In the European summer of 1984 my partner and I were driving around Europe. One of our stop overs was the very un-tourist-town of Badajoz, on the Spanish Portuguese border. Western Spain is not dissimilar to the Australian interior, brown, dry and dusty. There were hot summer hazes on the bitumen, the look and dry odour of stubble and the sharp acrid smell of eucalyptus trees; but my childhood memories of the dry mid-north of South Australia in summer were debunked by the odd donkey cart, a stork perching on a power line, and olive groves. We stayed in Badajoz over night and saw our first bullfight in a red-brick Plaza de Toros, with an atmosphere not unlike an Aussie country footy match. There were food stalls, ice cream sellers, souvenir hawkers, and kids running around under the stands. One of those kids could’ve been 12-year-old Jesús Carrasco, born in Badajoz in 1972. Since school he has worked as a grape-picker, a washer-up, a music manager, an exhibition fitter, a graphic designer and an advertising copywriter, and somewhere during that time he achieved a Batchelor’s Degree in Physical Education. He began writing when he moved to Madrid in 1992 and now lives in Seville. Out in the Open (Intemperie in Spain) is his first novel and was a best seller in Spain and then the Netherlands in 2014.  It won the European Union Prize for Literature and also the English PEN Award and has been translated into 14 languages; this English translation for Vintage, UK is by Margaret Jull Costa.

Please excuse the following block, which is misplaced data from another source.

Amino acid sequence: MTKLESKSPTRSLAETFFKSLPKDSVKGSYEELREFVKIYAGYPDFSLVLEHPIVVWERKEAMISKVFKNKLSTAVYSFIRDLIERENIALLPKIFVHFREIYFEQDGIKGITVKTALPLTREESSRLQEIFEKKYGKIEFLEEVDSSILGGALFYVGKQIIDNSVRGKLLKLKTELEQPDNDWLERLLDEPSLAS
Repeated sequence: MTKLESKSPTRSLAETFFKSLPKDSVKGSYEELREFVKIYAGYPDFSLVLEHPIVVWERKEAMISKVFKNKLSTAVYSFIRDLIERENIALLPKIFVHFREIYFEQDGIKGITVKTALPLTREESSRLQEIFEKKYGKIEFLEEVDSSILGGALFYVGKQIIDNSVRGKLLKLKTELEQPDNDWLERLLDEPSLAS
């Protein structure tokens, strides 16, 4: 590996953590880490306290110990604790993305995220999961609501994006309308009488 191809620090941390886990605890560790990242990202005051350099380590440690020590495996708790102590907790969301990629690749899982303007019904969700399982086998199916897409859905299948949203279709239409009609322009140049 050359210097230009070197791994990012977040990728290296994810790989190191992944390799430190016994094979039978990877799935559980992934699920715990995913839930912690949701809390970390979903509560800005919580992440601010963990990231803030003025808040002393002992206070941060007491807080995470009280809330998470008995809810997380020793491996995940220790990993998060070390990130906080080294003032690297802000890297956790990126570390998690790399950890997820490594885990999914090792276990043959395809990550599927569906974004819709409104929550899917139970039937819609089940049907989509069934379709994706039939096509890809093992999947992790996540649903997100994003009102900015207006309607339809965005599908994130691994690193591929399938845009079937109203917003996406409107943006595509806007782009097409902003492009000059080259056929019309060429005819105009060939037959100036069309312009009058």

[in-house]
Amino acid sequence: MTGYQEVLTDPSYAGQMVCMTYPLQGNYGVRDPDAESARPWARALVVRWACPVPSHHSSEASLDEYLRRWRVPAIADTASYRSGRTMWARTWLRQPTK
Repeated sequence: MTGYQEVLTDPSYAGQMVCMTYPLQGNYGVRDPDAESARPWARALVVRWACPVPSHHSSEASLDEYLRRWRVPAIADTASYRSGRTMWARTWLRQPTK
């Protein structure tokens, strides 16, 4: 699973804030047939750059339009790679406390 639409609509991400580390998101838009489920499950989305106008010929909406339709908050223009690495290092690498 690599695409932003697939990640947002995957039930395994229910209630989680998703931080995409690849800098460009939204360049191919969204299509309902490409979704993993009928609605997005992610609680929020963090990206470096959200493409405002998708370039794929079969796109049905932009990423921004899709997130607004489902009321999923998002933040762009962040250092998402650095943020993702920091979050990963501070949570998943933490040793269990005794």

It’s been called a ‘road’ story and a ‘dystopian’ tale, about a frightened boy who takes refuge in a hole in the ground and then escapes into a vast apocalyptic-like desert which has engulfed the land, his world. He is pursued by men of the village for an unknown reason, but the boy is obviously terrified and can do nothing but flee. He meets a lone goat-herd, an old man who lives on goat’s milk, dried meat, rancid almonds and mouldy cheese. A boy beginning his life and a man close to his end. They flee from the pack of men, and then a persistent bailiff and his deputy, and form a strange almost messiah-disciple-like alliance despite their mistrust of spoken words and their respective body odours : there’s not enough water to drink let alone to wash: anyway urine is better for wounds from fists, boots, backs of hands, and whips. Their only bond seems to be their shared branding as the ‘other’. No character has a name.